“There are also those risk factors we cannot change, such as family history, age and sex, that play a major role in vascular disease development,” said Dr. Jorgensen. “Having a healthy diet and maintaining a healthy weight are really important for decreasing your risk.”
And for those who have high blood pressure, high cholesterol or diabetes, it is especially important to have control of your condition to help decrease your risk.
The power of preventive screening
Sanford Health recommends a vascular screening once every three to five years for patients age 40 or older who have a personal or family history of cardiac disease, heart attack or stroke. If you have type 1 diabetes, vascular screening should start at age 30.
Vascular screening at Sanford Health includes:
- Carotid artery ultrasound to check for narrowing or a blockage in the main arteries of your neck
- Abdominal aortic aneurysm ultrasound to check for an aneurysm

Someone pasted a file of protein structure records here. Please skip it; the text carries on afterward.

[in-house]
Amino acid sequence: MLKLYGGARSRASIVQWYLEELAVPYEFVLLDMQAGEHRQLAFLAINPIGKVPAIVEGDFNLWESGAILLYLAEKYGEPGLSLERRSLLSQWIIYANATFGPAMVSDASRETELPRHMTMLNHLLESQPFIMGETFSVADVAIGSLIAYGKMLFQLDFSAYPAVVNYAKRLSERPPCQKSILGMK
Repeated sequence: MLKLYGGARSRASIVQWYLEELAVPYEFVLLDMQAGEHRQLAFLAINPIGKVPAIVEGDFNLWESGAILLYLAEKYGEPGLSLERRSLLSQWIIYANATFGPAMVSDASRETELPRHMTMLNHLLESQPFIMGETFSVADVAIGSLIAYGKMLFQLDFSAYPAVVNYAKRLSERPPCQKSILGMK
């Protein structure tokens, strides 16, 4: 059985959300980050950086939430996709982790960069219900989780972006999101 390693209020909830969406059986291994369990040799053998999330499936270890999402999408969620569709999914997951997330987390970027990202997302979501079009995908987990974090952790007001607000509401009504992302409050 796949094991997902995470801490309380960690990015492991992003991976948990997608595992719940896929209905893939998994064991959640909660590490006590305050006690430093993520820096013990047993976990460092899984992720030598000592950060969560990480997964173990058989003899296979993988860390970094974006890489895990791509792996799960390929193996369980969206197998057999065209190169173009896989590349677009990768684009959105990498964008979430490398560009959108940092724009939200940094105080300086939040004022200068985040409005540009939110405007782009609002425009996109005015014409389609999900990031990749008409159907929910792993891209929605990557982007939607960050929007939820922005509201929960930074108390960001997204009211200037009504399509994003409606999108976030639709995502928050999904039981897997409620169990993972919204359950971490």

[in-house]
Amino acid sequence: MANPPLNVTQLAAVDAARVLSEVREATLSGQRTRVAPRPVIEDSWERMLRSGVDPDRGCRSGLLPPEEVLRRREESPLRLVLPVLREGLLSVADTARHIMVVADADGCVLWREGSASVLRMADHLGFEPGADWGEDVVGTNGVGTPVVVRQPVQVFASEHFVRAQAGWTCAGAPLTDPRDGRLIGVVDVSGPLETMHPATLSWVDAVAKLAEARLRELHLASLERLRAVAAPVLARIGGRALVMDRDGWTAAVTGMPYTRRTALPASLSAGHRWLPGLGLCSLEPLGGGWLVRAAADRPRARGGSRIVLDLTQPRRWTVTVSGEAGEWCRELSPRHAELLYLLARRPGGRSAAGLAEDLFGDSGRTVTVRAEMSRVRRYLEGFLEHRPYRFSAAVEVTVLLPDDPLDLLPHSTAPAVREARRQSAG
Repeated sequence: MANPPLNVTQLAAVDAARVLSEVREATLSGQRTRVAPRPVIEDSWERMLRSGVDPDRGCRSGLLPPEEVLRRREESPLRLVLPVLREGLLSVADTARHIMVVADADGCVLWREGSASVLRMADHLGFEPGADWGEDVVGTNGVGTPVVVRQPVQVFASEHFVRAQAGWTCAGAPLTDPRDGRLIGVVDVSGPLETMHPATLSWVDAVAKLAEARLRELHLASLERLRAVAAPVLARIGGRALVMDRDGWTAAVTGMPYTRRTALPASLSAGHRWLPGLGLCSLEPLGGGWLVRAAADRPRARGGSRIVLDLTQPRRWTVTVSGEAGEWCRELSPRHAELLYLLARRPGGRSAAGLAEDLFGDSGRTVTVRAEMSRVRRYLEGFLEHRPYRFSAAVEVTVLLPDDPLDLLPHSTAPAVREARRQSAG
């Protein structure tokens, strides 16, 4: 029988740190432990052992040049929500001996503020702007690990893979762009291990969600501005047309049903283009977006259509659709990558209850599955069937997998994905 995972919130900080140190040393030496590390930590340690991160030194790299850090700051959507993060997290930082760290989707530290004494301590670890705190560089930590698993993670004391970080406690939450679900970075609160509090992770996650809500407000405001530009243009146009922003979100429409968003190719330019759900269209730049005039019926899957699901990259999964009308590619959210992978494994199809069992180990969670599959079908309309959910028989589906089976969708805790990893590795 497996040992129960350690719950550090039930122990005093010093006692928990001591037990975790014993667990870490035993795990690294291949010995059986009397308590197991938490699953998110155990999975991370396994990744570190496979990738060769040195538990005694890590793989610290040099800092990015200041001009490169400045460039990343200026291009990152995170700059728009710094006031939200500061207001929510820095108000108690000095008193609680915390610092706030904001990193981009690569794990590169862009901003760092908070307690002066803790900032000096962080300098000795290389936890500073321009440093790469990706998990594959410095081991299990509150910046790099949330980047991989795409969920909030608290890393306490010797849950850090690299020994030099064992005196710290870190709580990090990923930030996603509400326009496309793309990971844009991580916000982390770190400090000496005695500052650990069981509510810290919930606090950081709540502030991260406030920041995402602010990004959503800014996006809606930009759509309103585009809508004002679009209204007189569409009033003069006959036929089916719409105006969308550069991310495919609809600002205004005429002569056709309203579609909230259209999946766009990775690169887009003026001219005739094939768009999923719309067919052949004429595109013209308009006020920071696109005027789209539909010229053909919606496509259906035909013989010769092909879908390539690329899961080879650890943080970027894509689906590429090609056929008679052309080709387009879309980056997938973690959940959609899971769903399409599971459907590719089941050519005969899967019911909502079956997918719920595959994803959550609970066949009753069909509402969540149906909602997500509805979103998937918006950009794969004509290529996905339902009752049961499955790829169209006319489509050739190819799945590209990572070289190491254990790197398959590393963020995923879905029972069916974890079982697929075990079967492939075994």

- Ankle-brachial index to check for poor circulation or problems with circulation in the legs
What is found during screening determines the intervention or next steps, whether that be lifestyle changes or surgical options to treat a problem.
Sanford Health also offers varicose vein screening, which includes a physician consultation, ultrasound of your legs and treatment recommendations. Because varicose veins can be more than a physical discomfort or cosmetic concern, it can be beneficial to seek treatment if you are experiencing pain or discomfort.
Often, treatment for varicose veins does not require surgery, but simple lifestyle changes that are effective at decreasing symptoms and the appearance of varicose veins.
“It is never too early to begin a relationship with a vascular specialist,” said Dr. Jorgensen. “Vascular surgery is this amazing subspecialty of surgery where, similar to primary care, you get to know your patients and follow them long-term. A lot of vascular diseases can be managed if caught early, and we are here to help patients improve their quality of life.”